Home » News » Seafood processing plants are harsh workplaces. They don’t have to be.
Seafood processing plants are harsh workplaces. They don’t have to be.
Advanced sensing, automation, and artificial intelligence are changing workplaces in many industries. But these changes don’t have to mean that robots are replacing humans.
Researchers at Northeastern are working with the seafood processing industry as a test case to learn more about how robots could be integrated into the workforce. These robotic coworkers would simultaneously make the workplace safer and more comfortable for human workers and more efficient and profitable for companies.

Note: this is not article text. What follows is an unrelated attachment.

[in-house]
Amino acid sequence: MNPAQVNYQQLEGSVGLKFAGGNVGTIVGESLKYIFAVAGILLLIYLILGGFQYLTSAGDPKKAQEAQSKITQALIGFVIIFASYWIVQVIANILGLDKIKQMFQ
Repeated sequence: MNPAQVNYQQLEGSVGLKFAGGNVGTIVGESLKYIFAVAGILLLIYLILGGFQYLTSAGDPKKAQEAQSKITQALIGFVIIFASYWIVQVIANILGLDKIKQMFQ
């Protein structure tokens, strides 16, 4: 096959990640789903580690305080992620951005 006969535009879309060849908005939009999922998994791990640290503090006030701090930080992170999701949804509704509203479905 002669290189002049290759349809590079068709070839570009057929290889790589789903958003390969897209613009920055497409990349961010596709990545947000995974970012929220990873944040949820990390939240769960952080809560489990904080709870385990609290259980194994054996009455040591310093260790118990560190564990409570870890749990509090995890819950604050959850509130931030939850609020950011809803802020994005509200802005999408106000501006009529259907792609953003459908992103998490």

“There are numerous risky, dangerous parts of seafood processing, which suggests that there might be value in developing collaborative robotic systems,” says Kristian Kloeckl, an associate professor of art, design, and architecture who is investigating the best way for humans and robots to work together. “We’re interested in understanding how people in this industry work, and how they can be supported in their work by adaptive and collaborative machines.”